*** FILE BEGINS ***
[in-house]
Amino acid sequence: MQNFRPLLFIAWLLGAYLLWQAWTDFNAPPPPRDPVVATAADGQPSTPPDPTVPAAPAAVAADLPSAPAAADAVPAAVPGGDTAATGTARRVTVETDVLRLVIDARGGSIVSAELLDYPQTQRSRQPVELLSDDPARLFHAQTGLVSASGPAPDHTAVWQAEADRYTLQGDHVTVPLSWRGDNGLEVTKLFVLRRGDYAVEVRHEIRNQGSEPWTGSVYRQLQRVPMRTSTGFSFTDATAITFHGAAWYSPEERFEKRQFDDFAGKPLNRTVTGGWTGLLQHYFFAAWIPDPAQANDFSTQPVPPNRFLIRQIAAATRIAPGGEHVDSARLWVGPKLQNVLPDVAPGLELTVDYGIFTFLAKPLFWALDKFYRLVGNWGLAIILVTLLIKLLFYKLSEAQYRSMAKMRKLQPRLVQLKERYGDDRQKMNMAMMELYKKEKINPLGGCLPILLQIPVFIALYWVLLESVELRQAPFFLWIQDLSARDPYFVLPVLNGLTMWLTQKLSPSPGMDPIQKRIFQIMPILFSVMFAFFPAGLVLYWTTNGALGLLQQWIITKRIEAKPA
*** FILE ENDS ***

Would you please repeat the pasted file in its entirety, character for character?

[in-house]
Amino acid sequence: MQNFRPLLFIAWLLGAYLLWQAWTDFNAPPPPRDPVVATAADGQPSTPPDPTVPAAPAAVAADLPSAPAAADAVPAAVPGGDTAATGTARRVTVETDVLRLVIDARGGSIVSAELLDYPQTQRSRQPVELLSDDPARLFHAQTGLVSASGPAPDHTAVWQAEADRYTLQGDHVTVPLSWRGDNGLEVTKLFVLRRGDYAVEVRHEIRNQGSEPWTGSVYRQLQRVPMRTSTGFSFTDATAITFHGAAWYSPEERFEKRQFDDFAGKPLNRTVTGGWTGLLQHYFFAAWIPDPAQANDFSTQPVPPNRFLIRQIAAATRIAPGGEHVDSARLWVGPKLQNVLPDVAPGLELTVDYGIFTFLAKPLFWALDKFYRLVGNWGLAIILVTLLIKLLFYKLSEAQYRSMAKMRKLQPRLVQLKERYGDDRQKMNMAMMELYKKEKINPLGGCLPILLQIPVFIALYWVLLESVELRQAPFFLWIQDLSARDPYFVLPVLNGLTMWLTQKLSPSPGMDPIQKRIFQIMPILFSVMFAFFPAGLVLYWTTNGALGLLQQWIITKRIEAKPA